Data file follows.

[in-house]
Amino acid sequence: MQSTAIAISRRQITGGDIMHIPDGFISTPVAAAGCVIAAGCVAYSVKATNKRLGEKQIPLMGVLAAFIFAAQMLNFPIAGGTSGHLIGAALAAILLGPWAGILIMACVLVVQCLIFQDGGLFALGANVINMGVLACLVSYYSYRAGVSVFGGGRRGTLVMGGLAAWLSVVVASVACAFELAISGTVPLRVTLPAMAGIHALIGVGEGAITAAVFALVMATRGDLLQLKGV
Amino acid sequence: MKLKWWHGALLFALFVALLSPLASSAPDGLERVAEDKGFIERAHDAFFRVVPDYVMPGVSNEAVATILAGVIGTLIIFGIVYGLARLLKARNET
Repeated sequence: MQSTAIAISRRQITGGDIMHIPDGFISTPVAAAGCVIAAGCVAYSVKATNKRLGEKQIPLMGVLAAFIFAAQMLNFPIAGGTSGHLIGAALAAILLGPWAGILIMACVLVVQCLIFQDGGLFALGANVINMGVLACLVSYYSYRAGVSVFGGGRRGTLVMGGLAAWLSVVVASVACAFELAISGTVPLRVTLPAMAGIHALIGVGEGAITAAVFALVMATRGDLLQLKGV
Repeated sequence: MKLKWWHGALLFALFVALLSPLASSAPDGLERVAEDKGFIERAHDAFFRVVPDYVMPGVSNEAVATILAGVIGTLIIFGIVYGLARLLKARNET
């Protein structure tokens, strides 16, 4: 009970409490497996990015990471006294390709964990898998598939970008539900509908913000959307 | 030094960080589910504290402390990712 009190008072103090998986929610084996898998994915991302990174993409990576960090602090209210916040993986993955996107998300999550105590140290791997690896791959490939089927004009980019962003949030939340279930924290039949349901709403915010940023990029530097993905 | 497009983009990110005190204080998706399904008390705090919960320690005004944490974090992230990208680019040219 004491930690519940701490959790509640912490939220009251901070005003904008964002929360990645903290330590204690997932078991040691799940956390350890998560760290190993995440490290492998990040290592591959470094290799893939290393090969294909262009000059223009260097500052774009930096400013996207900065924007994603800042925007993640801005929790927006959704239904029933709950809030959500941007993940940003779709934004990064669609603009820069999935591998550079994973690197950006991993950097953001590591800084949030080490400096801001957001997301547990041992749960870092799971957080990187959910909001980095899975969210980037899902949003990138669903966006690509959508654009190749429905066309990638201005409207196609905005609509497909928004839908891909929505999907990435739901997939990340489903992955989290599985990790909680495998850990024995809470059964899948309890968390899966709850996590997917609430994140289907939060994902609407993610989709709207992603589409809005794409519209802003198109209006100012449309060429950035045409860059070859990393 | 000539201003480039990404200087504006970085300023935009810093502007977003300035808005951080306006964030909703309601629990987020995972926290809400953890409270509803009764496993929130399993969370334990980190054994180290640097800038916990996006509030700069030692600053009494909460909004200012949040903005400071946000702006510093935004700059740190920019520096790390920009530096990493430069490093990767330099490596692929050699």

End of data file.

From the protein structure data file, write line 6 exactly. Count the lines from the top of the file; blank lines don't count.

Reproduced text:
């Protein structure tokens, strides 16, 4: 009970409490497996990015990471006294390709964990898998598939970008539900509908913000959307 | 030094960080589910504290402390990712 009190008072103090998986929610084996898998994915991302990174993409990576960090602090209210916040993986993955996107998300999550105590140290791997690896791959490939089927004009980019962003949030939340279930924290039949349901709403915010940023990029530097993905 | 497009983009990110005190204080998706399904008390705090919960320690005004944490974090992230990208680019040219 004491930690519940701490959790509640912490939220009251901070005003904008964002929360990645903290330590204690997932078991040691799940956390350890998560760290190993995440490290492998990040290592591959470094290799893939290393090969294909262009000059223009260097500052774009930096400013996207900065924007994603800042925007993640801005929790927006959704239904029933709950809030959500941007993940940003779709934004990064669609603009820069999935591998550079994973690197950006991993950097953001590591800084949030080490400096801001957001997301547990041992749960870092799971957080990187959910909001980095899975969210980037899902949003990138669903966006690509959508654009190749429905066309990638201005409207196609905005609509497909928004839908891909929505999907990435739901997939990340489903992955989290599985990790909680495998850990024995809470059964899948309890968390899966709850996590997917609430994140289907939060994902609407993610989709709207992603589409809005794409519209802003198109209006100012449309060429950035045409860059070859990393 | 000539201003480039990404200087504006970085300023935009810093502007977003300035808005951080306006964030909703309601629990987020995972926290809400953890409270509803009764496993929130399993969370334990980190054994180290640097800038916990996006509030700069030692600053009494909460909004200012949040903005400071946000702006510093935004700059740190920019520096790390920009530096990493430069490093990767330099490596692929050699």